Both conventional and non-conventional pet GPS, are expensive ranging from $300.00 to $700.00. In the case of the non-conventional, monthly service charges also accrue. They operate on batteries and battery life therefore becomes an issue. Most are classified as "water resistant" with only one advertised as water proof. They are large and therefore are restricted in their uses for pet species. (Most of them are actually called dog GPS.) They are restricted to areas that have satellite or GSM coverage, and are limited in range.


Pet GPS still need some development to be affordable and utilitarian. A GPS enabled microchip would be the ideal device, and though not yet on the market, is the next frontier of the pet GPS.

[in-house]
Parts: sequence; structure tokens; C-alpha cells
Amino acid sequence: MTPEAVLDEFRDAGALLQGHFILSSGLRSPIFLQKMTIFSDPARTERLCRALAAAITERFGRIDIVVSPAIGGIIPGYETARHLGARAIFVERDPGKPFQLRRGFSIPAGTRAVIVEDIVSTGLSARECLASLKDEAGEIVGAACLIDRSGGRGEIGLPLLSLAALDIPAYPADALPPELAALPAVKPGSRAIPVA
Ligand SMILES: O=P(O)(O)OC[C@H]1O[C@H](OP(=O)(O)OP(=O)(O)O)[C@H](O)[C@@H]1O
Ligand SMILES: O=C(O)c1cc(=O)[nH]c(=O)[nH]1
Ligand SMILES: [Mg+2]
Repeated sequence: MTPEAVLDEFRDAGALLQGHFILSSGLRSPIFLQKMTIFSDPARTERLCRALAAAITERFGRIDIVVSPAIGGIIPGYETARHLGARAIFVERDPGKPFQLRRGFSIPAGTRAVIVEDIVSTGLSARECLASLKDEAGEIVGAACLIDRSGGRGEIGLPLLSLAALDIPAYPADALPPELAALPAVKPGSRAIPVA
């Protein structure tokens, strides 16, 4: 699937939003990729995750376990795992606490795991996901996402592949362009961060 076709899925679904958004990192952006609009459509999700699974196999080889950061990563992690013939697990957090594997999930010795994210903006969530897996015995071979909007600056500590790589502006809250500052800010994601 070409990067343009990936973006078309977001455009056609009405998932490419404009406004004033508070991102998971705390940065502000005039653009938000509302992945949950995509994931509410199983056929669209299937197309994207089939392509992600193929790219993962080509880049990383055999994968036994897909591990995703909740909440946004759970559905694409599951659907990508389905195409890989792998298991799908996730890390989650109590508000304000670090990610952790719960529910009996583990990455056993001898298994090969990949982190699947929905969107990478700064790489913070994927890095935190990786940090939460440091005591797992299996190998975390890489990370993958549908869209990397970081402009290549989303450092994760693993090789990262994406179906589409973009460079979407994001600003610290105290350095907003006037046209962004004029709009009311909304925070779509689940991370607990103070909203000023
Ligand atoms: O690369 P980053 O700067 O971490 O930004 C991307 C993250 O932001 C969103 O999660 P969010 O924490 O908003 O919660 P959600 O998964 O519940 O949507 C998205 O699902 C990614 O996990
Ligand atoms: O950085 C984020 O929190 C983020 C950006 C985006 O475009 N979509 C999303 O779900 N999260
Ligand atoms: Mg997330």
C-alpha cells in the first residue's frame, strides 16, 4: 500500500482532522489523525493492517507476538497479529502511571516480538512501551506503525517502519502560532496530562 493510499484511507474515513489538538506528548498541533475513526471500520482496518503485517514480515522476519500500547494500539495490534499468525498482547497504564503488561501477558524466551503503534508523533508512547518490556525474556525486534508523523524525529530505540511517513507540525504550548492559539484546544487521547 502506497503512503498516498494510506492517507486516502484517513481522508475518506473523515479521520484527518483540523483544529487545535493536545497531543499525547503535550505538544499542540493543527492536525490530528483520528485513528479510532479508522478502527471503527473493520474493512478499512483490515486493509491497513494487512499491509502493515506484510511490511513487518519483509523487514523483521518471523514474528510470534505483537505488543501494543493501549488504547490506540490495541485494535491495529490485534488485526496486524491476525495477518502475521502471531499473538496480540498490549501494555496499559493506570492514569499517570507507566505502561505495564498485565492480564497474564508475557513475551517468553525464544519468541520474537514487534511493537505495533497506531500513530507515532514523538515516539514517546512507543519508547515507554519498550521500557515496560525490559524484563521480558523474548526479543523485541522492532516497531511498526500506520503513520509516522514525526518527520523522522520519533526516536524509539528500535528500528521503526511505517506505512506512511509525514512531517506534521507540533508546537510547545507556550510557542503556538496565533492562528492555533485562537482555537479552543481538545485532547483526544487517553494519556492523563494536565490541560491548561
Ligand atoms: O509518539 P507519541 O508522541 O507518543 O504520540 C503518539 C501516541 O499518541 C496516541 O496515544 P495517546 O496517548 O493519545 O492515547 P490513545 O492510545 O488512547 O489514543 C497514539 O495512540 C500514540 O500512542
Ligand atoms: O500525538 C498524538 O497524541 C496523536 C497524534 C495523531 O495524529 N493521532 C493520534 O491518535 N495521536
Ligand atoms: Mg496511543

Hilmar said...

Why a pet GPS Last week my niece asked me for a pet GPS for her birthday. ...

Toby Vawter said...

Invent one btds, I'll buy no matter the cost!

Edward said...

It's a nice article about pet tracker,.
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Henry said...

Keep sharing more informative post like that,
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Henry said...

It's good to see your post,
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Manav Mathur said...

Amazing Post. you can have a look at the GPS Pet Tracker by ThinkRace Technology